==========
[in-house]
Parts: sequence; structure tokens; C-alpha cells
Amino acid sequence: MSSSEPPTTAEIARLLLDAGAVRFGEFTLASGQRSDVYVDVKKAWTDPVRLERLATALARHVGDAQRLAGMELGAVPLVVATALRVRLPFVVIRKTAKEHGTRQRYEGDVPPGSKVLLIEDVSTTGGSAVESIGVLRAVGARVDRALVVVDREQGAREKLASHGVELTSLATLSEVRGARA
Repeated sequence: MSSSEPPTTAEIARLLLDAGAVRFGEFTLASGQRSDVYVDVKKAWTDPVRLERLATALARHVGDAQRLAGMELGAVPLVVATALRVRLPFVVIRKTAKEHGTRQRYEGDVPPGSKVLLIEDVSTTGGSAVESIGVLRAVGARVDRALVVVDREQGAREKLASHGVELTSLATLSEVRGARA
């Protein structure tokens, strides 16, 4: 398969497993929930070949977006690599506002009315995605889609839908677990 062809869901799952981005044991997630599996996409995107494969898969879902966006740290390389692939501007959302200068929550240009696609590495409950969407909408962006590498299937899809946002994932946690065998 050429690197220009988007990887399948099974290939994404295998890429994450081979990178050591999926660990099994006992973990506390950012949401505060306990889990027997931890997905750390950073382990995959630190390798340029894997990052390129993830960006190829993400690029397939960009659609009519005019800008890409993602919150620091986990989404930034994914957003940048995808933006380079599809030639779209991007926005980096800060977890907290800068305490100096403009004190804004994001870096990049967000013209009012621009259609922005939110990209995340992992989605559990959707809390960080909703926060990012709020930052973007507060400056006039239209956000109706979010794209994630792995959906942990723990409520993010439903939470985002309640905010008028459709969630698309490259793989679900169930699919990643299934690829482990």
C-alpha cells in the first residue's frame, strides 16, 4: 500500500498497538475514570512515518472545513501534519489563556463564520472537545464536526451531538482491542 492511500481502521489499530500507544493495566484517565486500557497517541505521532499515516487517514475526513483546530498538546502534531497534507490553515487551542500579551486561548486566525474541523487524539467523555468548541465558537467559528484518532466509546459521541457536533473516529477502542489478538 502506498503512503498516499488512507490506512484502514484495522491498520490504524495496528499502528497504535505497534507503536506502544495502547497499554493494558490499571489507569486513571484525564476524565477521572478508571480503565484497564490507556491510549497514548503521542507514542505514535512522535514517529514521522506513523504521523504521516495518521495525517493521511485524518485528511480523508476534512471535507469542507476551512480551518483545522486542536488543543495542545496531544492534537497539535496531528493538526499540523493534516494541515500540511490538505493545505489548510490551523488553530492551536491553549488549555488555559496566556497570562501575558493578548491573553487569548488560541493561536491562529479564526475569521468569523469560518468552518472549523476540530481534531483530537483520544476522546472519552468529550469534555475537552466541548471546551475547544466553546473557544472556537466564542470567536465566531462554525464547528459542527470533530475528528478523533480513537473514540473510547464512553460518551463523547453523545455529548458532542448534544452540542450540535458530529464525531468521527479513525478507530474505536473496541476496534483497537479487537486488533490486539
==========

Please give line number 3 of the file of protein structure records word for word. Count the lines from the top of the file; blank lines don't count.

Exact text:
Amino acid sequence: MSSSEPPTTAEIARLLLDAGAVRFGEFTLASGQRSDVYVDVKKAWTDPVRLERLATALARHVGDAQRLAGMELGAVPLVVATALRVRLPFVVIRKTAKEHGTRQRYEGDVPPGSKVLLIEDVSTTGGSAVESIGVLRAVGARVDRALVVVDREQGAREKLASHGVELTSLATLSEVRGARA